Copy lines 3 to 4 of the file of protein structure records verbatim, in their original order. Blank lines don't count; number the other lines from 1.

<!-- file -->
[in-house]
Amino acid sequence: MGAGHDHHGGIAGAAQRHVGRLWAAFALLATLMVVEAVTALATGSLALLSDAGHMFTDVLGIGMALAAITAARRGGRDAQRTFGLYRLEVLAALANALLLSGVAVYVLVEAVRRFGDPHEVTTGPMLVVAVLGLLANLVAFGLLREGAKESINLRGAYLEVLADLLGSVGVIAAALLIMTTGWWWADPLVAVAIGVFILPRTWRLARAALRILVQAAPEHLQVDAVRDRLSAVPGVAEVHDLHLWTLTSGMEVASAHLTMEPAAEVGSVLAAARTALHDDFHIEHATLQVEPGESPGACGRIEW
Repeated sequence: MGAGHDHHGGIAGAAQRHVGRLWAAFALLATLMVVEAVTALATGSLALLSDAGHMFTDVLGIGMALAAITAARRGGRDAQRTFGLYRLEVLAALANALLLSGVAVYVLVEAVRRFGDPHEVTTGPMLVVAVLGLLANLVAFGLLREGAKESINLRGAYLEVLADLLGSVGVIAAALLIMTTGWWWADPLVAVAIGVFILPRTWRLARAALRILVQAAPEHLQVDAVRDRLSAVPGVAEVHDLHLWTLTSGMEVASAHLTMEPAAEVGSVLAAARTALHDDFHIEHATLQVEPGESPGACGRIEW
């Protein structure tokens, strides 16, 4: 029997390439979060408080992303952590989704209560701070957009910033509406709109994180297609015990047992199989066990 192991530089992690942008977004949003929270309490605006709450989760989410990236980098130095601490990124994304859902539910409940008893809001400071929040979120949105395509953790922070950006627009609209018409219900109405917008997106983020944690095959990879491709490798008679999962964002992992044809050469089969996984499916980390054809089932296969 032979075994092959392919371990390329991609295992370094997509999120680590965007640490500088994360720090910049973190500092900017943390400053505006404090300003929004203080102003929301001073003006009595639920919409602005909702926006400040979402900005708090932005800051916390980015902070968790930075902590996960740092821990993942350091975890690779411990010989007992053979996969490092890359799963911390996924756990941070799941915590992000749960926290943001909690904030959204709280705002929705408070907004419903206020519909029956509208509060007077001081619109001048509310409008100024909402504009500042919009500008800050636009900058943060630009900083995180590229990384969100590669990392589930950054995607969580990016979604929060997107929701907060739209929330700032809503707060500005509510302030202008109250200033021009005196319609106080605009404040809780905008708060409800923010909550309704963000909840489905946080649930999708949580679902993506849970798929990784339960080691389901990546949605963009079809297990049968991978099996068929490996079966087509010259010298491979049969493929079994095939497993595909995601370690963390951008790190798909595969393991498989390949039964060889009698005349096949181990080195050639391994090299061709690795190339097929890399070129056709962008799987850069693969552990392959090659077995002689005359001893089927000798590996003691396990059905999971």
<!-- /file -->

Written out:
Repeated sequence: MGAGHDHHGGIAGAAQRHVGRLWAAFALLATLMVVEAVTALATGSLALLSDAGHMFTDVLGIGMALAAITAARRGGRDAQRTFGLYRLEVLAALANALLLSGVAVYVLVEAVRRFGDPHEVTTGPMLVVAVLGLLANLVAFGLLREGAKESINLRGAYLEVLADLLGSVGVIAAALLIMTTGWWWADPLVAVAIGVFILPRTWRLARAALRILVQAAPEHLQVDAVRDRLSAVPGVAEVHDLHLWTLTSGMEVASAHLTMEPAAEVGSVLAAARTALHDDFHIEHATLQVEPGESPGACGRIEW
């Protein structure tokens, strides 16, 4: 029997390439979060408080992303952590989704209560701070957009910033509406709109994180297609015990047992199989066990 192991530089992690942008977004949003929270309490605006709450989760989410990236980098130095601490990124994304859902539910409940008893809001400071929040979120949105395509953790922070950006627009609209018409219900109405917008997106983020944690095959990879491709490798008679999962964002992992044809050469089969996984499916980390054809089932296969 032979075994092959392919371990390329991609295992370094997509999120680590965007640490500088994360720090910049973190500092900017943390400053505006404090300003929004203080102003929301001073003006009595639920919409602005909702926006400040979402900005708090932005800051916390980015902070968790930075902590996960740092821990993942350091975890690779411990010989007992053979996969490092890359799963911390996924756990941070799941915590992000749960926290943001909690904030959204709280705002929705408070907004419903206020519909029956509208509060007077001081619109001048509310409008100024909402504009500042919009500008800050636009900058943060630009900083995180590229990384969100590669990392589930950054995607969580990016979604929060997107929701907060739209929330700032809503707060500005509510302030202008109250200033021009005196319609106080605009404040809780905008708060409800923010909550309704963000909840489905946080649930999708949580679902993506849970798929990784339960080691389901990546949605963009079809297990049968991978099996068929490996079966087509010259010298491979049969493929079994095939497993595909995601370690963390951008790190798909595969393991498989390949039964060889009698005349096949181990080195050639391994090299061709690795190339097929890399070129056709962008799987850069693969552990392959090659077995002689005359001893089927000798590996003691396990059905999971």